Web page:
One of the issues that causes the most barriers to traveling is pets. Either you want to travel with your pet (or have to, if you’re moving) or you are leaving your pet behind while you go on vacation.
Either way, it can be tough. This is one of the things I’m facing right now while planning my upcoming trip. I have one cat, a feisty little thing I love dearly, and who actually misses me when I’m away. She yells at me when I’m gone for even one night, so imagine what kind of treatment I get when I’m away for a week or more.
I love to travel, but I have to consider how I care for my pet first. I took on the responsibility to care for her, to feed her and love her and make sure she goes to the vet. I made a commitment to her when I accepted her into my life and home to be there. So I can’t rightly go away on vacation or travel for extended periods of time and be entirely without guilt at leaving her. That’s my feeling on the subject. In my mind, I made a commitment to this animal, and it’s as binding to me as if I had a child.
One consideration when planning travel is how long you can stay away from your pet. If you can’t stand the thought of being away more than a week, don’t plan a two week vacation. If you know your animal will begin to pine for you after two weeks, consider keeping your trip to two or two-and-a-half weeks. Think about how long you can reasonably stay away from your pet and plan accordingly.
When leaving pets behind, make sure you leave them with someone responsible. Please leave them with someone responsible. Cats are more independent than dogs and, depending on your cat’s personality, may not need as much human interaction as a dog would need in order to be OK. Still, a cat should really not be left alone for more than one day.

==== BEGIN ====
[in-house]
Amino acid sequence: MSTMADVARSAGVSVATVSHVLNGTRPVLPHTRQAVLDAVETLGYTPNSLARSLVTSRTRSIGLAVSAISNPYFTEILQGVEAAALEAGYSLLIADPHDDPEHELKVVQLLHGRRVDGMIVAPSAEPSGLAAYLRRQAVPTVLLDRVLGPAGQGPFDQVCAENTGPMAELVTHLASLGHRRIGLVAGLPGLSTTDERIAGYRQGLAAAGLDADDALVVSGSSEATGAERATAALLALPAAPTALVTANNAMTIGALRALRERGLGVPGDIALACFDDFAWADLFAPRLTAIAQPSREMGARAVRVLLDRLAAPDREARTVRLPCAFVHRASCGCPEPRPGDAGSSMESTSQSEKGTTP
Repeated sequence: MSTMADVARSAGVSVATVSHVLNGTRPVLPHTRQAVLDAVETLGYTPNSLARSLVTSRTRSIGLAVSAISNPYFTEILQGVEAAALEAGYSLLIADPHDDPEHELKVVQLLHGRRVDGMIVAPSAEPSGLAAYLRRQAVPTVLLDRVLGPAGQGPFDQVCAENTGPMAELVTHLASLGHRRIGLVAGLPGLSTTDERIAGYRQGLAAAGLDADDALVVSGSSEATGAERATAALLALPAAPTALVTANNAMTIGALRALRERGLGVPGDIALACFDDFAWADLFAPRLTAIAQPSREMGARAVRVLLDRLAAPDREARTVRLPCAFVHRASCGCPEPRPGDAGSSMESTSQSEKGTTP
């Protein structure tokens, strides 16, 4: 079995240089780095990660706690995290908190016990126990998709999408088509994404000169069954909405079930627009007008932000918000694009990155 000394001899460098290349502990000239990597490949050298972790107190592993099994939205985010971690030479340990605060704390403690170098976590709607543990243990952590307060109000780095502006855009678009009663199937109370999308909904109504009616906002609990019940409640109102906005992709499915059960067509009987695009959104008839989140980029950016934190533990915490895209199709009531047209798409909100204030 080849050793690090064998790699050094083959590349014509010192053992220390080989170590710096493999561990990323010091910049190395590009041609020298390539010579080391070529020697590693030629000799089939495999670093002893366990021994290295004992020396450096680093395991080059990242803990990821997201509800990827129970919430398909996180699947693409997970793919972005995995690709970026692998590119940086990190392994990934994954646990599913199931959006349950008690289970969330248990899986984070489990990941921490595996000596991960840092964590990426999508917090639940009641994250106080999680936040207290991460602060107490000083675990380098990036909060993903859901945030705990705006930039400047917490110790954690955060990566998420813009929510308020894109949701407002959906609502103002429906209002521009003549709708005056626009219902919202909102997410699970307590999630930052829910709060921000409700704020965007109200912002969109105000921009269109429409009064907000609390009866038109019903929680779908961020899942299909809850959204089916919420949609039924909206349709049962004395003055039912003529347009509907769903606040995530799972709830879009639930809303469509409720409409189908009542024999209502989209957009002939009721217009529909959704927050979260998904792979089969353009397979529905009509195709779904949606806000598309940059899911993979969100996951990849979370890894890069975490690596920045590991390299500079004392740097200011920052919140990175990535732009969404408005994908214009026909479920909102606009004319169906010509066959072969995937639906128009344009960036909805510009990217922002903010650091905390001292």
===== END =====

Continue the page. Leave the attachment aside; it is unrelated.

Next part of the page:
Make sure you have enough food stockpiled for the length of your trip. If you’re traveling during winter months, it’s a good idea to have extra food available as well, in case your pet sitter needs to leave extra or you get delayed.
Make sure you leave the name and contact information for your vet with your pet sitter. It’s also a good idea to leave a file of some kind with your pet’s medical information, in case there is an emergency and your pet can’t be taken to their regular vet. Leave instructions for any medications and, if possible or necessary, show the sitter exactly how to administer.
Another consideration is how much your pet is going to miss you. What I’ve found helps my cat is if I lay on an extra blanket overnight and then put it in her favorite sitting spot. Then the blanket smells like me, she has my scent, and it’s comforting for her to have that there.
Pets are a big consideration to have when planning travel. You are responsible for this other being, and you took on that responsibility when bringing the animal into your home and agreeing to provide care. This doesn’t mean you shouldn’t go away on travel–it simply means you should consider your pet when making plans and makes sure you can provide care even when you are physically away for a bit.